|M.Sc Student||Shamai Itamar|
|Subject||Defect-Mediated Melting in Antiferromagnetic Systems|
|Department||Department of Physics||Supervisor||Professor Daniel Podolsky|
|Full Thesis text|
The mechanism of melting, the process of a solid becoming a liquid, is a central and ongoing subject of research in condensed matter physics. In three dimensions, melting is believed to always be a first-order transition. In two dimensions, there is an additional possibility, and melting can occur through a pair of continuous transitions mediated by unbinding of topological defects. In this thesis, we incorporate the phenomenon of antiferromagnetism to the theory of two dimensional melting, and study the melting process of a two-dimensional XY antiferromagnet.
It can easily be seen that magnetic ordering in an antiferromagnet is highly affected by the underlying lattice structure. This gives an interesting interplay between magnetic and lattice ordering. Many fundamental questions then emerge: How is the interplay between lattice and magnetism modeled? What are the theoretically possible phases of such a material? What is the nature of transitions between these phases?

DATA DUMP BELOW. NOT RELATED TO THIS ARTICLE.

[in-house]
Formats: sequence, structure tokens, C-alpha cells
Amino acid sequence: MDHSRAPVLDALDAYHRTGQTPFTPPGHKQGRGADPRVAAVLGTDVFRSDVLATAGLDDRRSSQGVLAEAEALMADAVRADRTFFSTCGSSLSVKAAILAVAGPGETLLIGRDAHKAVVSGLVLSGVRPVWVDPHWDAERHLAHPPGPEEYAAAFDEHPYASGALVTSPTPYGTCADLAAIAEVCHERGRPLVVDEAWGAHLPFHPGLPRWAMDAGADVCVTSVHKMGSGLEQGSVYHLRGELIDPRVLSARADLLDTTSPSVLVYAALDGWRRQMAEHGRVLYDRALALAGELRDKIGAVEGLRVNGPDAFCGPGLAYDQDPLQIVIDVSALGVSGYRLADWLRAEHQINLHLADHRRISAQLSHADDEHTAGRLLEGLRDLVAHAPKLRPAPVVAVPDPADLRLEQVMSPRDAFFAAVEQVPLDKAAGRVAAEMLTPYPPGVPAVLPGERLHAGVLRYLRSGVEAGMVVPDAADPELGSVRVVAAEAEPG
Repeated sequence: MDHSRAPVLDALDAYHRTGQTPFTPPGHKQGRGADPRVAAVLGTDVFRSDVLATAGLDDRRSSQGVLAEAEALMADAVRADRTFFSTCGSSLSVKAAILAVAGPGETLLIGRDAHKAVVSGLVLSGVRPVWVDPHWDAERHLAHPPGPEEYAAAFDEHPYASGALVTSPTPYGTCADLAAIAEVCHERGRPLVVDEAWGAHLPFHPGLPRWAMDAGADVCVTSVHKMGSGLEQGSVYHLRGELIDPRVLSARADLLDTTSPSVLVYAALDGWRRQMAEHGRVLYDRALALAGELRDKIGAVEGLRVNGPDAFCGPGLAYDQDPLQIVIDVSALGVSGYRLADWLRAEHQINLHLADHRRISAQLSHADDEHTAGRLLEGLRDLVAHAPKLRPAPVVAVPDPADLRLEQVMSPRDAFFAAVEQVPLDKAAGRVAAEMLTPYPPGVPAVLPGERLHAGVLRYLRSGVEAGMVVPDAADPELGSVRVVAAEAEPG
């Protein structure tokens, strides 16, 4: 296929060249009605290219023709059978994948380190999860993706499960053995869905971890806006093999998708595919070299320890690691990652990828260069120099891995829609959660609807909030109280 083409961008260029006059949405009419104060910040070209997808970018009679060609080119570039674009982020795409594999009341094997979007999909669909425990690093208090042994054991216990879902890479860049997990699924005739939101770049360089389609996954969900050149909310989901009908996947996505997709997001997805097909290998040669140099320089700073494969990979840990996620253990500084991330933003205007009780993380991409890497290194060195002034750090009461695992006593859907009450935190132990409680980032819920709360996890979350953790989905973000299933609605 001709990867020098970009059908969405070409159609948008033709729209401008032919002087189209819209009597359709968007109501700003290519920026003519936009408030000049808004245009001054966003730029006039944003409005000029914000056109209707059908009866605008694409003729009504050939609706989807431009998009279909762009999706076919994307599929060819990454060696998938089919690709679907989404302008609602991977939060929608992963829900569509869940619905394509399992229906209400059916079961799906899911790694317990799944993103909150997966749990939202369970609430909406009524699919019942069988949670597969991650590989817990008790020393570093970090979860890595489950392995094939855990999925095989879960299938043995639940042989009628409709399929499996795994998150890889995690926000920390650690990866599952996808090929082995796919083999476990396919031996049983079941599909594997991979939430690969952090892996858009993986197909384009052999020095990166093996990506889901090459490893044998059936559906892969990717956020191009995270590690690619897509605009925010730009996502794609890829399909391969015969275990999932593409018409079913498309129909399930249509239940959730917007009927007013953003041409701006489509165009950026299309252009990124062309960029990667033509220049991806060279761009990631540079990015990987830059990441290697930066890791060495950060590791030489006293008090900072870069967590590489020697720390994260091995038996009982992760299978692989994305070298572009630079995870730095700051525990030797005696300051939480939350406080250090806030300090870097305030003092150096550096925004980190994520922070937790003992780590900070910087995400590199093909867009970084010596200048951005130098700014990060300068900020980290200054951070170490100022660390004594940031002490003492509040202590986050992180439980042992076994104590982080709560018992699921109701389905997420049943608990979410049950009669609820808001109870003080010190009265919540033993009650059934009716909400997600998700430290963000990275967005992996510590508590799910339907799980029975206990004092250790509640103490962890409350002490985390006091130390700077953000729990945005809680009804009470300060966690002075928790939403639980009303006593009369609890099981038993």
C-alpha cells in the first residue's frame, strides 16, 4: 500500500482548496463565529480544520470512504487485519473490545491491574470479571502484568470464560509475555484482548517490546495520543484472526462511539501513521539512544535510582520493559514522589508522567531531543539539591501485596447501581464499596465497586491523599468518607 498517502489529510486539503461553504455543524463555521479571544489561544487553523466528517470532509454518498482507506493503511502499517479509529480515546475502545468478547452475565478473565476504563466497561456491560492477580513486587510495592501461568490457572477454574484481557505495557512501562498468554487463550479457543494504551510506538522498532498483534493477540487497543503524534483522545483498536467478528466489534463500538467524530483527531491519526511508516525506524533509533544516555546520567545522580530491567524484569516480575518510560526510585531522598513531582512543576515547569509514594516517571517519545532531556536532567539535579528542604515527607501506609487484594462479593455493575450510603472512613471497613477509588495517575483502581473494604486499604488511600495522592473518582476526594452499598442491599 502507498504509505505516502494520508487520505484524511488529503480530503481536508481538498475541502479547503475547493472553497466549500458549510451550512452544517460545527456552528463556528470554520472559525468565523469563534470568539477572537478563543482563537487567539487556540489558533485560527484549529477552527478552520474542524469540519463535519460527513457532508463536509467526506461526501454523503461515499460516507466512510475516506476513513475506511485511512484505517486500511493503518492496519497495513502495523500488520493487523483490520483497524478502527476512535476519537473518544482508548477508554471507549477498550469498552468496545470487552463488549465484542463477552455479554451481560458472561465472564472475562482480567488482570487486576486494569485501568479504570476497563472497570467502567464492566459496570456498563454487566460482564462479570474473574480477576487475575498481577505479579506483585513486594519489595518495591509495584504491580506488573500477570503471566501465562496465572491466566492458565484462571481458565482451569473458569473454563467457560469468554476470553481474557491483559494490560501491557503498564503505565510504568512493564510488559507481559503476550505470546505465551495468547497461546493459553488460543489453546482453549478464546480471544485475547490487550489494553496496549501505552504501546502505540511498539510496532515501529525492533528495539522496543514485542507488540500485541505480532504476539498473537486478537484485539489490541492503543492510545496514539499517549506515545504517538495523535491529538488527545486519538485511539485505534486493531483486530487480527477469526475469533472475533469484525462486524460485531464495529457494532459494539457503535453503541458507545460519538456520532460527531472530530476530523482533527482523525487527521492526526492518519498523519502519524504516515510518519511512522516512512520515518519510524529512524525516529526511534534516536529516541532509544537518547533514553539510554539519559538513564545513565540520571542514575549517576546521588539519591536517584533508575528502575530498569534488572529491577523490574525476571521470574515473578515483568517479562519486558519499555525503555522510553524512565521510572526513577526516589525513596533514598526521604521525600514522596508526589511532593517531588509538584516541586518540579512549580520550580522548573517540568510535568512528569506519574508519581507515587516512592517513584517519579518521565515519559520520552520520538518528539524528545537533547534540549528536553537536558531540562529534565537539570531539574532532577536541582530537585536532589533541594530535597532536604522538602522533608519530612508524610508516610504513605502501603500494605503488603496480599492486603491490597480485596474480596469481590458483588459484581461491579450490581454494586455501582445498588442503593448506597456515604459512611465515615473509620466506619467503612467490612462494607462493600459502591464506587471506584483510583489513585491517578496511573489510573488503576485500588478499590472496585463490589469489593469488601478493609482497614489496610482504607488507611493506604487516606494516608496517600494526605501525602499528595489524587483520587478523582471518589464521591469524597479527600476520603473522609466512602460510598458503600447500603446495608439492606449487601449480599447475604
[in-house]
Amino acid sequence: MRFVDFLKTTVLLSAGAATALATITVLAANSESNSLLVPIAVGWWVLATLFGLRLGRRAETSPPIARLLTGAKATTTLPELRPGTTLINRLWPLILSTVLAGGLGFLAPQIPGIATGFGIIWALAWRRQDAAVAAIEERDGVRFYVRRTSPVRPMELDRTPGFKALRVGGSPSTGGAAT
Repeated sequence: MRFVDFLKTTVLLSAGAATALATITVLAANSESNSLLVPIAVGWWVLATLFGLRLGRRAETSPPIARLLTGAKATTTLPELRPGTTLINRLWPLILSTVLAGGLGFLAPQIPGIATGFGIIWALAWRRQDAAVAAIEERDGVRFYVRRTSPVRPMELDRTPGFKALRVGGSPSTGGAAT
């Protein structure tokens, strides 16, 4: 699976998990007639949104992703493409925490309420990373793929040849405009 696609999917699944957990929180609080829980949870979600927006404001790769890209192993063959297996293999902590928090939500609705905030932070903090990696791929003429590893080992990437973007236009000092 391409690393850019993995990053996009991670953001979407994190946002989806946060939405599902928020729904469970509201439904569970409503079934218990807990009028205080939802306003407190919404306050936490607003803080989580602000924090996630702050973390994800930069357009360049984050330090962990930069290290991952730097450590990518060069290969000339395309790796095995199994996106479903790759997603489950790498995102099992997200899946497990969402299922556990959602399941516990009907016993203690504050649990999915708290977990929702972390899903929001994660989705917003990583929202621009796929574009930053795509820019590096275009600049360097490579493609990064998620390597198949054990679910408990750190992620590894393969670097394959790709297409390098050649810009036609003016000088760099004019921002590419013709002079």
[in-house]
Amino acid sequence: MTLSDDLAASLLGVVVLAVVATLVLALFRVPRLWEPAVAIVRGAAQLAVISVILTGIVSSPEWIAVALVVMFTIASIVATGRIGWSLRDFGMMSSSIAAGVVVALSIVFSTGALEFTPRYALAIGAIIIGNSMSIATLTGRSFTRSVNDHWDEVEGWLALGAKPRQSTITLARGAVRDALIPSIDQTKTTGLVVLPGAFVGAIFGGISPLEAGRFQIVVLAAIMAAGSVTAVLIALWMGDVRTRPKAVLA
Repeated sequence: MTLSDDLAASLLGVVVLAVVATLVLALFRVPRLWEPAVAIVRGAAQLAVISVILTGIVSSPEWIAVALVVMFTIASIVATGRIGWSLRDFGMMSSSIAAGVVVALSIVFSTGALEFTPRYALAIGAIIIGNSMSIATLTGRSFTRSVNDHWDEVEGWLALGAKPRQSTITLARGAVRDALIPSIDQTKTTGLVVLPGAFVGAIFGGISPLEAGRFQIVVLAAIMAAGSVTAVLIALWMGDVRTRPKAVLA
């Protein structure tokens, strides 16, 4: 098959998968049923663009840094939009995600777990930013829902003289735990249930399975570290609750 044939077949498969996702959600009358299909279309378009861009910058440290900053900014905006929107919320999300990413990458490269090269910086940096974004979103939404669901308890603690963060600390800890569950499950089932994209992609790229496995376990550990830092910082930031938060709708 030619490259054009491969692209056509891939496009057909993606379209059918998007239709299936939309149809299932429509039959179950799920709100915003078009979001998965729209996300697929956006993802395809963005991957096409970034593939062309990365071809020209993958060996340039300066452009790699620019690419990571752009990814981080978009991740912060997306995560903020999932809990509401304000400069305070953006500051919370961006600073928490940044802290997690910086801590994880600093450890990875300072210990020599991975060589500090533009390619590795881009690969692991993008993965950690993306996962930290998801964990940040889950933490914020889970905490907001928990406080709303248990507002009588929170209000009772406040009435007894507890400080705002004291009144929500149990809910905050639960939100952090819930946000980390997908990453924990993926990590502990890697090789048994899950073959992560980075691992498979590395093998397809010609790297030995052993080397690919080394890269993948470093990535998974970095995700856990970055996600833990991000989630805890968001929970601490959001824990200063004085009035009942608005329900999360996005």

We attack the problem using a Coulomb gas representation that enables us to treat lattice and magnetism on the same footing and to encode the interaction between them easily. Using the renormalization group, we build rich phase diagrams both for a two-dimensional XY antiferromagnet and for a closely related system that can be realized experimentally. We find novel phases, among them a hexatic antiferromagnet and a liquid antiferromagnet.